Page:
Multidrug and toxin extrusion 1 and human organic cation transporter 1 polymorphisms in patients with castration-resistant prostate cancer receiving metformin (SAKK 08/09)

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Abstract

BACKGROUND:

This study was initiated to explore the impact of organic cation transporter 1 (OCT1) and multidrug and toxin extrusion transporter 1 (MATE1) genetic polymorphisms on toxicity, and clinical activity of metformin in patients with castration-resistant prostate cancer (CRPC).

METHODS:

The SAKK 08/09 trial included 44 patients with CRPC to receive single-agent metformin 1000 mg two times a day until disease progression or unwanted toxicity. Drug pathway-associated gene polymorphisms of OCT1 (rs622342) and MATE1 (rs2289669) were assessed. The primary objective of this study was to define the relationship between mutations in OCT1, MATE1 and progression-free survival (PFS) at 12 weeks absolute PFS and PSA response in consenting patients of SAKK 08/09. The secondary objective of this study was to analyze the association between mutations in OCT1, MATE1, metformin-related toxicity, PSA response at 12 weeks and overall survival.

RESULTS:

Thirty-six patients were evaluable for pharmacogenetic analysis. Homozygous carriers of the polymorphic OCT1 C-allele had no metformin-related toxicity as compared with 41.9% for any metformin-related toxicity in carriers of at least one wild-type A-allele (P = 0.07). Disease progression according to RECIST (Response Evaluation Criteria In Solid Tumors) was significantly more frequent in homozygous carriers of the polymorphic OCT1 C-allele (80%) as compared with carriers of at least one wild-type A-allele (28.6%) (P = 0.002). Disease progression according to RECIST was also more frequent in carriers of at least one polymorphic MATE1 A-allele (44%) as compared with homozygous carriers of the wild-type G-allele (12.5%) (P = 0.07). OCT1 and MATE1 were not associated with PFS.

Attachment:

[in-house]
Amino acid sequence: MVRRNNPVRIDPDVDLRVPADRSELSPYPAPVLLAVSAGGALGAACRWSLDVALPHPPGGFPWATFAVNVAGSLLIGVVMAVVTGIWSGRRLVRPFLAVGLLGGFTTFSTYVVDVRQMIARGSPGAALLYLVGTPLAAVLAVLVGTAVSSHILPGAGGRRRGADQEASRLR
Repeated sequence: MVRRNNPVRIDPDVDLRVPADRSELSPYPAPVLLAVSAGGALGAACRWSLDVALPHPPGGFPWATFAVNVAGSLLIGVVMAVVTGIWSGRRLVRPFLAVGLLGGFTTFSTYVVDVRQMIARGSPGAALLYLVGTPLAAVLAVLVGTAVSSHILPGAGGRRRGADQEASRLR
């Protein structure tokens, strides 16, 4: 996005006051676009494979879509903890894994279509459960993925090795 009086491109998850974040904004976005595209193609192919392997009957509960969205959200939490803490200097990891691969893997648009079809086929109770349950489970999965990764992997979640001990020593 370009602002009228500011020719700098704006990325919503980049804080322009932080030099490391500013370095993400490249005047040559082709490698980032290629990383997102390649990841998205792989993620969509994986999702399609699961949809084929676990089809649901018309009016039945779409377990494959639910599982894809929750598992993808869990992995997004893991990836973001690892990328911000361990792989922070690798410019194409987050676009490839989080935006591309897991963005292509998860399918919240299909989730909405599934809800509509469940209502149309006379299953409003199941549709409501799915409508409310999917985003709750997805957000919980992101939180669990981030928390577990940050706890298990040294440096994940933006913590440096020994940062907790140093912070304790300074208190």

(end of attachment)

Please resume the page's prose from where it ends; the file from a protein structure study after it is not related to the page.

CONCLUSIONS:

The polymorphic OCT1 C-allele has been shown to be associated with less metformin-related toxicity and a higher risk of tumor progression in patients with CRPC receiving metformin as an anticancer treatment. Polymorphisms in metformin drug transporters are attractive molecular markers to serve as potential predictors of efficacy in future clinical studies.

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